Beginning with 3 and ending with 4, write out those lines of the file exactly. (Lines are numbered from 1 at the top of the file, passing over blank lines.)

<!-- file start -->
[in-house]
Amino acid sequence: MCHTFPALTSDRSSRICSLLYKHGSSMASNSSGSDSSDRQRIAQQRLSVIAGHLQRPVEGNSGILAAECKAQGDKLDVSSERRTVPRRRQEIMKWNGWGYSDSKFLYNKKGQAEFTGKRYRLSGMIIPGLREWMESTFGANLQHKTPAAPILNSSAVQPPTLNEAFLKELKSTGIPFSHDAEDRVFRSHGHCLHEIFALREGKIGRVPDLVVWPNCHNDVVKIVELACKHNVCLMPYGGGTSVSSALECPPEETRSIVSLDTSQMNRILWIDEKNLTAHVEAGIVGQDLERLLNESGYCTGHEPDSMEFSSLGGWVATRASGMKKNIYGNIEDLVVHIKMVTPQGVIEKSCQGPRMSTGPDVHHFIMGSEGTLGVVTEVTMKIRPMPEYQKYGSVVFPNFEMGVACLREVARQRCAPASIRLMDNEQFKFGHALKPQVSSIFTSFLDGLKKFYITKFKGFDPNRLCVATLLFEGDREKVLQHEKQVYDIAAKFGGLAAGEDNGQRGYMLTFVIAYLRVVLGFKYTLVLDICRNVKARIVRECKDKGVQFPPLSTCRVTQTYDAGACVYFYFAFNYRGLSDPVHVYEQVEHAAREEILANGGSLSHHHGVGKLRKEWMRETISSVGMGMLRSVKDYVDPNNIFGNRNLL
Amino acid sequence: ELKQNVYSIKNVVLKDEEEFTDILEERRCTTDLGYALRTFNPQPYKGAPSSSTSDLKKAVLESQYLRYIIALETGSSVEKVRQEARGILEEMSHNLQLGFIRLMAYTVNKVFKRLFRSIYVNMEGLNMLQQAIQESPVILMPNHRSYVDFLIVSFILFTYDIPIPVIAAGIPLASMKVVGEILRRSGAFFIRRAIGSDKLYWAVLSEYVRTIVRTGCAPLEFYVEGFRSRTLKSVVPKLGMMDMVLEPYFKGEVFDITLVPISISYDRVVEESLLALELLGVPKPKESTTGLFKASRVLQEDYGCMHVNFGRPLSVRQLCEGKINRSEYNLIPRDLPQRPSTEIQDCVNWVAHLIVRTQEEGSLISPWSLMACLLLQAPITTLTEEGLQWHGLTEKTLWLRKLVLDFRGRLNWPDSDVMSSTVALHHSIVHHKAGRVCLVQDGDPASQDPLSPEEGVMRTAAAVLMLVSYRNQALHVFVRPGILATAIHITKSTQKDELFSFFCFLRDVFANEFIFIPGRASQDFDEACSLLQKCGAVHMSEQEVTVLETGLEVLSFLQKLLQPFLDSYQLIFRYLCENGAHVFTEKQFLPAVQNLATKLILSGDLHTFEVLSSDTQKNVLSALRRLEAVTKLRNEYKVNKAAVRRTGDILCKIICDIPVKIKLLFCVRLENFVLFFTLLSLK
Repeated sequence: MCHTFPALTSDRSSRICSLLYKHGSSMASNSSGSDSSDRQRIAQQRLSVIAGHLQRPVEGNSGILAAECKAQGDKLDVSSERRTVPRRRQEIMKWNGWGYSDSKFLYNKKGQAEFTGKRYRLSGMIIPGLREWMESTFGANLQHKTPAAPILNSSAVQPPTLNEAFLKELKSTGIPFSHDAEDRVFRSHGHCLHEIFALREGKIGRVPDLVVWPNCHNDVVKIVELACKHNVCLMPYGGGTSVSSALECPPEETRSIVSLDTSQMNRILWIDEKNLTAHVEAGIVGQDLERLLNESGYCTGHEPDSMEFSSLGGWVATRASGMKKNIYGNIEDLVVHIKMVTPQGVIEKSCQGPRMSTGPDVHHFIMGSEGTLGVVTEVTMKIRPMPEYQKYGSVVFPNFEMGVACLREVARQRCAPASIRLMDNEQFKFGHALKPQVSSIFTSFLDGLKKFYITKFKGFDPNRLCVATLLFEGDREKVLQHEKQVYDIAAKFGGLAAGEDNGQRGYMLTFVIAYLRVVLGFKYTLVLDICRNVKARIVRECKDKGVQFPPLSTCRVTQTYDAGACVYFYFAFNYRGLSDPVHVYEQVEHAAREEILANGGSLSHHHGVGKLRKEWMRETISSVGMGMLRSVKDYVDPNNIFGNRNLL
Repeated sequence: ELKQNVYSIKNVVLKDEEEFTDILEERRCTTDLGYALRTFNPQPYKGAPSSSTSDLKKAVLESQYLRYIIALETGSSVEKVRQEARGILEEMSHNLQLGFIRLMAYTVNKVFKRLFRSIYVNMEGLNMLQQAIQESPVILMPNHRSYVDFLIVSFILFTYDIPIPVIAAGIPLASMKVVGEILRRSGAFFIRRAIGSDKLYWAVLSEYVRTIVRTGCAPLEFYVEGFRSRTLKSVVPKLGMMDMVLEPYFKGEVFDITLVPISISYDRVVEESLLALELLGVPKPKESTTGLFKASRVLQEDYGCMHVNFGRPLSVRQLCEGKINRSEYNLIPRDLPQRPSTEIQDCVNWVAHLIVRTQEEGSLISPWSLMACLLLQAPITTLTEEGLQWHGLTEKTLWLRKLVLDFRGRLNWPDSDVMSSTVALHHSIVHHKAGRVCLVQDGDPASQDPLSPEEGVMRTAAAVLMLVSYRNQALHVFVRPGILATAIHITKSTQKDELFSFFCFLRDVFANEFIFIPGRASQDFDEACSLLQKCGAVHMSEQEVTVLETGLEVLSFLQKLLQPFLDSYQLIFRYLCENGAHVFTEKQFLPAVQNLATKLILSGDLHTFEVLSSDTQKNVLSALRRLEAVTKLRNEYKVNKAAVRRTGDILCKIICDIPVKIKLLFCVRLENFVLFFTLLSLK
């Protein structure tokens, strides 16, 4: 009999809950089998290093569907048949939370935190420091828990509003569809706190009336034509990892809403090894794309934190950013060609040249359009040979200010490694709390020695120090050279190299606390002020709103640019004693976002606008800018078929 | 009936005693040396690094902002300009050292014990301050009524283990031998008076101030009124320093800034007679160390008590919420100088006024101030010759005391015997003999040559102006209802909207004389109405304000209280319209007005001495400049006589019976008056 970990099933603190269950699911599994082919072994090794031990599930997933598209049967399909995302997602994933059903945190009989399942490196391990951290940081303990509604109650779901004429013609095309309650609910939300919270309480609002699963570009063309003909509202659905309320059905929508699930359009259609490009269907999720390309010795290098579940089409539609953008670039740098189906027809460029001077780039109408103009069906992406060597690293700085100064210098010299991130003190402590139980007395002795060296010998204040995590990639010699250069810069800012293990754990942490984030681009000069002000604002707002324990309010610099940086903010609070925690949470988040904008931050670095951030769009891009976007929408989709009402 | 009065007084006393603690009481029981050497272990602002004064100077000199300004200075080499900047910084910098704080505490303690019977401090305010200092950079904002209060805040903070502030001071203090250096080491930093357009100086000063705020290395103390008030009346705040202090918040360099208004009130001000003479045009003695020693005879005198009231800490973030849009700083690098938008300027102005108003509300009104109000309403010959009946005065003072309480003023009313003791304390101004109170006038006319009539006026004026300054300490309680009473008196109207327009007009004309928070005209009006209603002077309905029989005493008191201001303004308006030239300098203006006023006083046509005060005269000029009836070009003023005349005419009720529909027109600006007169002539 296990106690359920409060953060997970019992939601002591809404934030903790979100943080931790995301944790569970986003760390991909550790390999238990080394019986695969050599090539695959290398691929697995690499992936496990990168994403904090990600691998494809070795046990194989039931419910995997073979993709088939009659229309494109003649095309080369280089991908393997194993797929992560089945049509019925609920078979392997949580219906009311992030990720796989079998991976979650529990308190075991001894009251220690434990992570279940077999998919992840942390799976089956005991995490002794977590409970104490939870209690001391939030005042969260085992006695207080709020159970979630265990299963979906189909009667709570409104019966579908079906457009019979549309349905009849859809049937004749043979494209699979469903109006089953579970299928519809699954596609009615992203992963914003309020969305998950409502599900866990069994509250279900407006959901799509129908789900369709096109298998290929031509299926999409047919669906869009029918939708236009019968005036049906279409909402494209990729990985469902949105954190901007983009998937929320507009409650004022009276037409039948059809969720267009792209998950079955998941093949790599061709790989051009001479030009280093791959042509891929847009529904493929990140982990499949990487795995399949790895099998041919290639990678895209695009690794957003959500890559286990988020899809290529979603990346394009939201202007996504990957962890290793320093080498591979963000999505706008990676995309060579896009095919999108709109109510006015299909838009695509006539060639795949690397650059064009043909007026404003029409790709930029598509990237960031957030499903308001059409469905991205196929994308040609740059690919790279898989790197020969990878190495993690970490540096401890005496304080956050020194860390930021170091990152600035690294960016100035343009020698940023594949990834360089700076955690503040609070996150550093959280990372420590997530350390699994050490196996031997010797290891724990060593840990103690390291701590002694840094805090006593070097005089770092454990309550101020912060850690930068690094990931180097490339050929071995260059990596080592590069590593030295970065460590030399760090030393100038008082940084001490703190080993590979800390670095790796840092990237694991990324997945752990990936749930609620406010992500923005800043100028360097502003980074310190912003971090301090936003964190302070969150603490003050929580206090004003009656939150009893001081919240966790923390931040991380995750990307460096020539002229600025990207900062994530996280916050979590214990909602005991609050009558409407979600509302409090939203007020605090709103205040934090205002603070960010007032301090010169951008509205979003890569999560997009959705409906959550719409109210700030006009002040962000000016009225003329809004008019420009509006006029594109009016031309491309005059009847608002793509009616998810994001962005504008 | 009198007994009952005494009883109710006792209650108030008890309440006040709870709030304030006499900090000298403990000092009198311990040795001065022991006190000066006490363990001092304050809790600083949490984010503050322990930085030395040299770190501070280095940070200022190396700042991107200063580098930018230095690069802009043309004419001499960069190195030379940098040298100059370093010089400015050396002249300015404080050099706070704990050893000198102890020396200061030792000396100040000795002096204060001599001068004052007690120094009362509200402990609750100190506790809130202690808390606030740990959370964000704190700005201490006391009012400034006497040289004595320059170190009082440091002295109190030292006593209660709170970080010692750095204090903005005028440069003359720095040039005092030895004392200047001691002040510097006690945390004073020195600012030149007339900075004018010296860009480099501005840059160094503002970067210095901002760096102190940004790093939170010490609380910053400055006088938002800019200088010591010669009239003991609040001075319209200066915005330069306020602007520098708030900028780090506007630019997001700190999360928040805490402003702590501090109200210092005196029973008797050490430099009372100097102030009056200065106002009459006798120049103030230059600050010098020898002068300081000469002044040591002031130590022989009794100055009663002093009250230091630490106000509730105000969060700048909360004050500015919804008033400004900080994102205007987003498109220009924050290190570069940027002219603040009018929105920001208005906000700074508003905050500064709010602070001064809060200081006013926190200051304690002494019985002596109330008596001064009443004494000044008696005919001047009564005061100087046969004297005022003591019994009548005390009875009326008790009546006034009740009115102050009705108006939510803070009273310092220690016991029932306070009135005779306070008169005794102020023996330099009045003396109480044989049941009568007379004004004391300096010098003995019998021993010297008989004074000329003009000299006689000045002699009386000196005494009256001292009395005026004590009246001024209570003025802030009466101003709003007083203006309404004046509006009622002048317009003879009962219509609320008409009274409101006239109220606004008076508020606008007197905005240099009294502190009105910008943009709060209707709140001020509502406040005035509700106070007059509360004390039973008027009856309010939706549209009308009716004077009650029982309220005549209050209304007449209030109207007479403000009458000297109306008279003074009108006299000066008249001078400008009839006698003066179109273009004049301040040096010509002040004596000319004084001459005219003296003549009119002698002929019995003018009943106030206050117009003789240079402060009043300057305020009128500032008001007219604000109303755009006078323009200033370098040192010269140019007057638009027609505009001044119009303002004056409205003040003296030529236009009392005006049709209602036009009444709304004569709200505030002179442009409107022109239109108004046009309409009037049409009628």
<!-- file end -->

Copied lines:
Amino acid sequence: ELKQNVYSIKNVVLKDEEEFTDILEERRCTTDLGYALRTFNPQPYKGAPSSSTSDLKKAVLESQYLRYIIALETGSSVEKVRQEARGILEEMSHNLQLGFIRLMAYTVNKVFKRLFRSIYVNMEGLNMLQQAIQESPVILMPNHRSYVDFLIVSFILFTYDIPIPVIAAGIPLASMKVVGEILRRSGAFFIRRAIGSDKLYWAVLSEYVRTIVRTGCAPLEFYVEGFRSRTLKSVVPKLGMMDMVLEPYFKGEVFDITLVPISISYDRVVEESLLALELLGVPKPKESTTGLFKASRVLQEDYGCMHVNFGRPLSVRQLCEGKINRSEYNLIPRDLPQRPSTEIQDCVNWVAHLIVRTQEEGSLISPWSLMACLLLQAPITTLTEEGLQWHGLTEKTLWLRKLVLDFRGRLNWPDSDVMSSTVALHHSIVHHKAGRVCLVQDGDPASQDPLSPEEGVMRTAAAVLMLVSYRNQALHVFVRPGILATAIHITKSTQKDELFSFFCFLRDVFANEFIFIPGRASQDFDEACSLLQKCGAVHMSEQEVTVLETGLEVLSFLQKLLQPFLDSYQLIFRYLCENGAHVFTEKQFLPAVQNLATKLILSGDLHTFEVLSSDTQKNVLSALRRLEAVTKLRNEYKVNKAAVRRTGDILCKIICDIPVKIKLLFCVRLENFVLFFTLLSLK
Repeated sequence: MCHTFPALTSDRSSRICSLLYKHGSSMASNSSGSDSSDRQRIAQQRLSVIAGHLQRPVEGNSGILAAECKAQGDKLDVSSERRTVPRRRQEIMKWNGWGYSDSKFLYNKKGQAEFTGKRYRLSGMIIPGLREWMESTFGANLQHKTPAAPILNSSAVQPPTLNEAFLKELKSTGIPFSHDAEDRVFRSHGHCLHEIFALREGKIGRVPDLVVWPNCHNDVVKIVELACKHNVCLMPYGGGTSVSSALECPPEETRSIVSLDTSQMNRILWIDEKNLTAHVEAGIVGQDLERLLNESGYCTGHEPDSMEFSSLGGWVATRASGMKKNIYGNIEDLVVHIKMVTPQGVIEKSCQGPRMSTGPDVHHFIMGSEGTLGVVTEVTMKIRPMPEYQKYGSVVFPNFEMGVACLREVARQRCAPASIRLMDNEQFKFGHALKPQVSSIFTSFLDGLKKFYITKFKGFDPNRLCVATLLFEGDREKVLQHEKQVYDIAAKFGGLAAGEDNGQRGYMLTFVIAYLRVVLGFKYTLVLDICRNVKARIVRECKDKGVQFPPLSTCRVTQTYDAGACVYFYFAFNYRGLSDPVHVYEQVEHAAREEILANGGSLSHHHGVGKLRKEWMRETISSVGMGMLRSVKDYVDPNNIFGNRNLL